Market research is an industry that prides itself on accuracy and purity of data, which is why I want to use this column to let direct marketers know how painful it is when companies poison the market research well by engaging in SUGGing and FRUGGing. For the uninitiated, SUGGing is the acronym for…(Read the rest at DMNews here.)
Stuck in the Middle
I was trying to explain the current state of Return Path’ Postmaster Network online advertising business (email lists, lead gen, RSS) to someone from outside the industry the other day, when it occurred to me that many online marketing vehicles are still split between running on the offline paradigm and running on the online paradigm. I don’t have a lot of detailed stats on all of this at my fingertips, but bear with my observations.
To me, the offline paradigm has always been characterized by big agency buys, driven by thematic/brand oriented creative campaigns that cost a fortune to develop. This is even true to a large extent for direct marketing, although the mechanics are different. It’s relied on lots of third party intermediaries to connect the audience (or more specifically, estimates of the audience) to the marketer. It has paid all of these people on a percentage of the media spend, which is so massive that a 10% override on it can keep you in business and be dissociated from effort expended or value created. Many of the original forms of online media — banners, lists — still operate partially in this world. This part of the online ad market is growing, but more slowly than others.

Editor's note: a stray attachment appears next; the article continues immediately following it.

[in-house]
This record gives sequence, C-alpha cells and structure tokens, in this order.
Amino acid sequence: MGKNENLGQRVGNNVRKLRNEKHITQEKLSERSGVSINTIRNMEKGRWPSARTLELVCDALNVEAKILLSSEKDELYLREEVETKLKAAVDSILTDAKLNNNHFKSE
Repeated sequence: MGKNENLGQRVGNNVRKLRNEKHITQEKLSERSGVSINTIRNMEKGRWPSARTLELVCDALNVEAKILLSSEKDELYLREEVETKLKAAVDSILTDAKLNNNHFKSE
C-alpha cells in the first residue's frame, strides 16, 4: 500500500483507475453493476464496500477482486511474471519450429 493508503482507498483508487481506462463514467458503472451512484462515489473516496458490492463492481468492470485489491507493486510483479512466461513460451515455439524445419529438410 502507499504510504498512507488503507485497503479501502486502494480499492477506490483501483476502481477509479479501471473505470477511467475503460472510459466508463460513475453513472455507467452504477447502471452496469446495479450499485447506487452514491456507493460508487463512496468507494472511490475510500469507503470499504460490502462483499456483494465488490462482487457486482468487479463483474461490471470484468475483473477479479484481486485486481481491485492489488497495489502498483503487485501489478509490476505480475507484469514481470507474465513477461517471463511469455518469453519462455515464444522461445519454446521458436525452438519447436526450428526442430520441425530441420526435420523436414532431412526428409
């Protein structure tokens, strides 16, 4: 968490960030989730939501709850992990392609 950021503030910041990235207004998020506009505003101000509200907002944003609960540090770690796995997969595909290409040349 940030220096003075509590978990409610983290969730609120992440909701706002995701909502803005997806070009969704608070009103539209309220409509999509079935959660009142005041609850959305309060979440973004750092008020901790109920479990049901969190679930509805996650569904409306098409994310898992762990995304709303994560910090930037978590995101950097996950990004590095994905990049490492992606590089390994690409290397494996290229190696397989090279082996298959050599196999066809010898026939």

Contrast this with the online paradigm that has been characterized by automated buying, rapid testing cycles, small up-front dollar outlays, and an “always on” marketing that’s not necessarily tied to a big campaign. It’s been much more marketplace, aggregator, and bid-driven and frequently has marketers connecting straight to their audience, or at least to the media vehicle that their audience is on. Fees are success-based or labor-based. This is the part of the market that’s exploding in popularity.
So why are some parts of online marketing stuck in the middle today? It seems to me that the things that are related to the offline paradigm in some way are still living in that paradigm, while things that are truly new in the last 5+ years are freed from those shackles. So some things, like email list rental and banner buys, go through an agency or a broker (or sometimes both), because, well, that’s how clients have always rented mailing lists or bought column inches in magazines. But anyone with a credit card can start bidding for keywords on Google or Yahoo, or post offers to an affiliate network, trying out their own creative and optimizing it within minutes or hours.